June 18, 2024


Where Innovation Lives

Houston votes Saint Arnold has the best bike racks

3 min read


When it comes to locking up your bike in Houston, the options are typically few and far between. 

In a city dominated by parking lots, having something, anything, to which riders can affix their set of wheels is a godsend. For businesses and other places that do have bike racks, they’re sometimes not up to snuff—so the bike safety advocates at BikeHouston set out to see which did, in fact, have the best bike racks in town. 

Over the course of the last few weeks, coinciding with NCAA’s March Madness, BikeHouston hosted a single-elimination-style tournament pitting Houston’s bike racks against each other. From bars and shopping centers to libraries and museums, voters on Twitter whittled down 32 entities and their bike racks to the single best. 

Ultimately, Houston’s own Saint Arnold Brewing Company took the spot as 2022’s Bike Parking Madness champion Monday with 57.7 percent of votes, beating the Menil Collection in the final. 

“We’re really grateful for all the casual bike riders and cyclists that show up to the beer garden day in and day out,” said Lennie Ambrose, chief marketing officer at Saint Arnold. “It is a really nice tie-in to our amazing Saint Arnold Bike Team who rallied and pushed us over the top in the voting. We have the largest MS150 team year in and year out, so we are definitely best friends with the bike community.”

Featuring spacious inverted-U racks outside the beer garden’s main entrance, Saint Arnold’s bike parking options are the cream of the crop when it comes to bike racks. The space between individual racks gives riders the maneuverability to safely lock up, and the inverted-U shape provides multiple lock points. This design is preferred by both the city of Houston’s design manuals as well as the Association of Pedestrian and Bicycle Professionals

Joe Cutrufo, who leads BikeHouston, said the goal of the tournament was multifaceted. 

“It’s sort of an education tool, not just for the general public, but for other businesses and creators of public spaces to see what it is that makes for high-quality bike parking,” Cutrufo said. “We think it’s important to recognize businesses who are already doing a good job accommodating cyclists.”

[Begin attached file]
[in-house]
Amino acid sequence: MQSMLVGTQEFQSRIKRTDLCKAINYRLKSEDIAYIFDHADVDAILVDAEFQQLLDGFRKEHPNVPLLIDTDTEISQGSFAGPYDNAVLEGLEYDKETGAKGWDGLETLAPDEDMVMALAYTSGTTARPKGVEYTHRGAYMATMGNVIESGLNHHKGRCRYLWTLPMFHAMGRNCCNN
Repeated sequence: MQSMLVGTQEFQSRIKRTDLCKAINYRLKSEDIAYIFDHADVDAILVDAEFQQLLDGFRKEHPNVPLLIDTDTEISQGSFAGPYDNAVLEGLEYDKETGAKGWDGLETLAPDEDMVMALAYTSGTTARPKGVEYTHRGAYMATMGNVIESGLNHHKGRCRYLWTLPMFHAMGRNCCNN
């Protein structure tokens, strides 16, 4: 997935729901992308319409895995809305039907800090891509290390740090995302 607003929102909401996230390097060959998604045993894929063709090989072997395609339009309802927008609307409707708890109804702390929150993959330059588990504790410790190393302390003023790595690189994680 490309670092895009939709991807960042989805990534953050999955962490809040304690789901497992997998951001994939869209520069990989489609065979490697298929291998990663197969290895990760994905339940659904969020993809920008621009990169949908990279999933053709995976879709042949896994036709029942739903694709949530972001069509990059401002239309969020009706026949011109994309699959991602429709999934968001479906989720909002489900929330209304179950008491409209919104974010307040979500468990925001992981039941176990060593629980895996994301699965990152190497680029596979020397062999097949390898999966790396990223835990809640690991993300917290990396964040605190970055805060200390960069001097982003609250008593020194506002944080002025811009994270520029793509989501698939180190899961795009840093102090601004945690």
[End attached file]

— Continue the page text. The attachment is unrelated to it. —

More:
Cutrufo said bike parking is often overlooked in the grand scheme of making Houston a bike-friendly town. The city has ambitions to become a Gold Level Bike-Friendly City by 2027, a category defined by the League of American Bicyclists, and is currently building out more than 1,800 miles of high-comfort bike lanes through the Houston Bike Plan. 

“We don’t just need high-quality paths, trails and bike lanes,” Cutrufo said. “We also need good bike parking at destinations as well.” 

In August 2020, Houston City Council made it a requirement for new commercial construction to include an increased number of bike racks on the property based on the square footage of the building, which is one way the city is working to enhance the availability of reliable parking. But by and large, it’s up to individual businesses to install bike racks—which is sometimes inadequate for cyclists, according to those vocal on Houston Bike Twitter

While there’s certainly much to do to increase the availability of good bike parking across Houston, Cutrufo said it’s important to point out those who are already doing it right. 

“Businesses that invest in good quality bike parking and they locate it in a convenient place like Saint Arnold … they’re making a statement that not only are people who come on bikes welcome but that they’re actually a preferred customer,” Cutrufo said. “As advocates for a bike-friendly city, we love to see that.” 


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